Yesterday I briefly mentioned Saturday Morning Cartoons. There were always a new series of cartoons being added into the roster on tv. From Muppet Babies to Gummy Bears- the shows we’re constantly changing. The next day of the weekend never changed.
I disliked Sundays very much because of tv. When I was little I attended a catholic school. But we rarely went to church. It just wasn’t something that my parents enforced. And as a kid, I never really asked to go. So I was at home trying to find something to watch on tv.
There wasn’t much selection on a Sunday as most early morning programs were religious based. But I managed to find “The Mighty Hercules” followed by “The Smurfs”. When you only have a handful of tv channels to pick from, the selection was pretty sparse.
These two shows were my go-to on a Sunday until my father took over the tv for golf, cooking, and “This Old House”. During that time I would retreat to play Lego or use our tiny tv to play Colecovision and Intellivision. Playing video games that just never ended. A looping of memorizing the pitfalls and perils in order to see how many hours you could spend playing these games. The games became very easy.
Easy like Sunday Morning. No selection available- you just watched what was on.
Back in the 80’s, Saturday morning cartoons were the best part of childhood. I’d read thru our TV guide and set my morning ritual watching about 2-3 hours of shows. Once 10 am arrived, it was time to get outside and play. Until then, rotting my brain in front of a tv was the thing to do.
This morning, I went on YouTube and found some episodes of “Kidd Video” to watch. I watched the first episode while eating my grilled cheese sandwich. For the second episode, I curled up on a beanbag chair with my ALF blanket.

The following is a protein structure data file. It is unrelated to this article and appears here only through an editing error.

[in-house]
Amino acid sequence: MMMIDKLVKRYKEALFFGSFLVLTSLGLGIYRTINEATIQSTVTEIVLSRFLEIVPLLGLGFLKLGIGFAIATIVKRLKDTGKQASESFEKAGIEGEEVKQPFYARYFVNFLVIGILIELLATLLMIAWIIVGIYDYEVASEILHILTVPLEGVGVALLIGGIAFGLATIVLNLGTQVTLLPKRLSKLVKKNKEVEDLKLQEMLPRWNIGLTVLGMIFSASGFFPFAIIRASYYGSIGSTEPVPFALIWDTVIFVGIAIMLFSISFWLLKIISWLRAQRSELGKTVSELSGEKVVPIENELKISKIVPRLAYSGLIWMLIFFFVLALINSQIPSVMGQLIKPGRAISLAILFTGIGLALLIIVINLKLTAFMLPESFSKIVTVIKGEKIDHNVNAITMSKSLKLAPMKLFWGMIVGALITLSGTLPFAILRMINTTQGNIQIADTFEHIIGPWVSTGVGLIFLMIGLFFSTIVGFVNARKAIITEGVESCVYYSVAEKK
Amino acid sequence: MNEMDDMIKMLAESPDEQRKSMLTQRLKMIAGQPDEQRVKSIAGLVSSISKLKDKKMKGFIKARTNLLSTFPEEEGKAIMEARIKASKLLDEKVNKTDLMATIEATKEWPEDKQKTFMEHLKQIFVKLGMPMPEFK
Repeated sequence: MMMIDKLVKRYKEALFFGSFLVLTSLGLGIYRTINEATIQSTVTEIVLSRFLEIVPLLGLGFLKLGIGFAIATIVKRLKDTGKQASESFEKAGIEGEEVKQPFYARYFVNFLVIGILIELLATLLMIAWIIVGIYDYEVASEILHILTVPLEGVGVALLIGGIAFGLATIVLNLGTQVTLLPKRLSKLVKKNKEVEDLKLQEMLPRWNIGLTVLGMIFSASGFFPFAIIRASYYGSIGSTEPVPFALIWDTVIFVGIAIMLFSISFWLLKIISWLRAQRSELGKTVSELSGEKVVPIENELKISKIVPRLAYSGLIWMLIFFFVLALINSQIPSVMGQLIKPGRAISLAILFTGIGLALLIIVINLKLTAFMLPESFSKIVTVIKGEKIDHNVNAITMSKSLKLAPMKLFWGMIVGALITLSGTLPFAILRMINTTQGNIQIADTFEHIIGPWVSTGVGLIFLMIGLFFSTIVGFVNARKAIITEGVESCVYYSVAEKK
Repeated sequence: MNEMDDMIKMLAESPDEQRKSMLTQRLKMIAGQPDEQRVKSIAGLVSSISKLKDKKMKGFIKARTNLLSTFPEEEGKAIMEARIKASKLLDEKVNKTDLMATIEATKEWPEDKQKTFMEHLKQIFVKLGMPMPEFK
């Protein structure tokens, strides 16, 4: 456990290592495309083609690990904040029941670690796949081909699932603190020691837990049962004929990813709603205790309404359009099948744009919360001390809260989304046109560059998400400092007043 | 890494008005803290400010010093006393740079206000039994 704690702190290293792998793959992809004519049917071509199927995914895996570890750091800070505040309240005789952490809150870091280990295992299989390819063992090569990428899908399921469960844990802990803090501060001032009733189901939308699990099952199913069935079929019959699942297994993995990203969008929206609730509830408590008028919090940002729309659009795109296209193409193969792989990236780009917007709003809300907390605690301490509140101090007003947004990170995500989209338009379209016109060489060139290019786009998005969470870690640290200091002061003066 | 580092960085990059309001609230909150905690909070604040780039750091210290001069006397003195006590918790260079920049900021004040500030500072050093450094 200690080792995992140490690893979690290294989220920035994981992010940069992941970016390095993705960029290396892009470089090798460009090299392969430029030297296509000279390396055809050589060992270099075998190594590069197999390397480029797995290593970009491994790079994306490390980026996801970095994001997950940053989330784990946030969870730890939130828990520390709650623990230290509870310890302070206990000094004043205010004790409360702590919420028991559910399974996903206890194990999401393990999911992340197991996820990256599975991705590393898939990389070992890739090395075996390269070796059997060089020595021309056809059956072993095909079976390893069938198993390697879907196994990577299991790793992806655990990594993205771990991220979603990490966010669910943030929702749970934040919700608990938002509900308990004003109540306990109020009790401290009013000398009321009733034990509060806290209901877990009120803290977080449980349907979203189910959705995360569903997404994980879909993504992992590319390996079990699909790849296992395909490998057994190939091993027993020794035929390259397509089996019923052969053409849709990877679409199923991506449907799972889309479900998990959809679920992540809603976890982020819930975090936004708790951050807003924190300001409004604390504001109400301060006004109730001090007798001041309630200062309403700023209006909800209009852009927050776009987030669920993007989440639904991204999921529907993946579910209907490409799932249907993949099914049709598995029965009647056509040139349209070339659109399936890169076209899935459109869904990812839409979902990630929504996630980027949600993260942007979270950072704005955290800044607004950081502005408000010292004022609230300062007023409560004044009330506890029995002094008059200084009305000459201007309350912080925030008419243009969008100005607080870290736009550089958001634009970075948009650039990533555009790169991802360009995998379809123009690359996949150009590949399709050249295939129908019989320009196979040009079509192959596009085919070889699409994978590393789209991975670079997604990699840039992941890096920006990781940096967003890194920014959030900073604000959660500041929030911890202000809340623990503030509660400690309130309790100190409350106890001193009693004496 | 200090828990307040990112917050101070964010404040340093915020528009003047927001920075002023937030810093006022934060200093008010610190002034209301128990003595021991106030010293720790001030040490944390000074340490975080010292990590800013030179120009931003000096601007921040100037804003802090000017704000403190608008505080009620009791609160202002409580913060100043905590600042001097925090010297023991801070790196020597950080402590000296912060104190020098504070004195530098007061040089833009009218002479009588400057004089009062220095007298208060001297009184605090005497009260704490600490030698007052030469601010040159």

There was some great commercials as well that someone uploaded with the first episode. Targeting kids with a variety of toys and Spaghetti-o’s. The show made no sense, and the ads made little sense as well. All the while trying humor to fill the gap of confusion.
Some things need to be left behind in the memory banks. Shows like this do not hold up. Even though it was more entertaining to make fun of the show with my son.
What did you do on a Saturday morning during your childhood? What do your kids do on a Saturday morning?
I grew up watching cartoons. Back in the 80’s it was “Scooby Doo”, “GI Joe”, “My Little Pony”, “Jem & The Holograms”, “Transformers”, and “The Real Ghostbusters” that filled my viewing time. I continue to watch cartoons with my kids and appreciate the humor that can be found in newer shows like “MLP:Friendship is Magic”, “Teen Titans” or “Phineas and Ferb”. My wife and I fell in love while dating as we watched “The Powerpuff Girls”.
Back in my late teens I discovered an animation festival that changed my attitude towards cartoons. It was a traveling show that came to Vancouver once a year called Spike & Mike’s Sick and Twisted Festival of Animation. A bunch of my friends and I went to the show and laughed. We laughed a bunch. So much so that we made it a tradition to go see the show every year for the next four years or so.
Obviously, things have changed in cartoon viewing since then. Adult Swim has one of my favorite shows- “Rick and Morty”. I also enjoy “Archer” and “Robot Chicken”. These shows push the boundaries of acceptable jokes but still remain on a higher level of intellectual humor when you really pay attention. From “Family Guy” to “The Simpsons” cartoons are more mainstream than ever now. Often poking fun at themselves and pop culture. Even YouTube has made it easier to share more profound or even disturbing cartoons.
I’m not saying all disturbing cartoons are funny or worth watching. But sometimes a gem shines through and really sticks with you. There was one short film that I absolutely fell in love with. Every so often I go online just to watch it again. I recommend you enjoy the film. It’s maybe PG rated, so it’s not the worst of the animated shows I’ve mentioned. It is shown like a nature documentary and is cute in it’s delivery.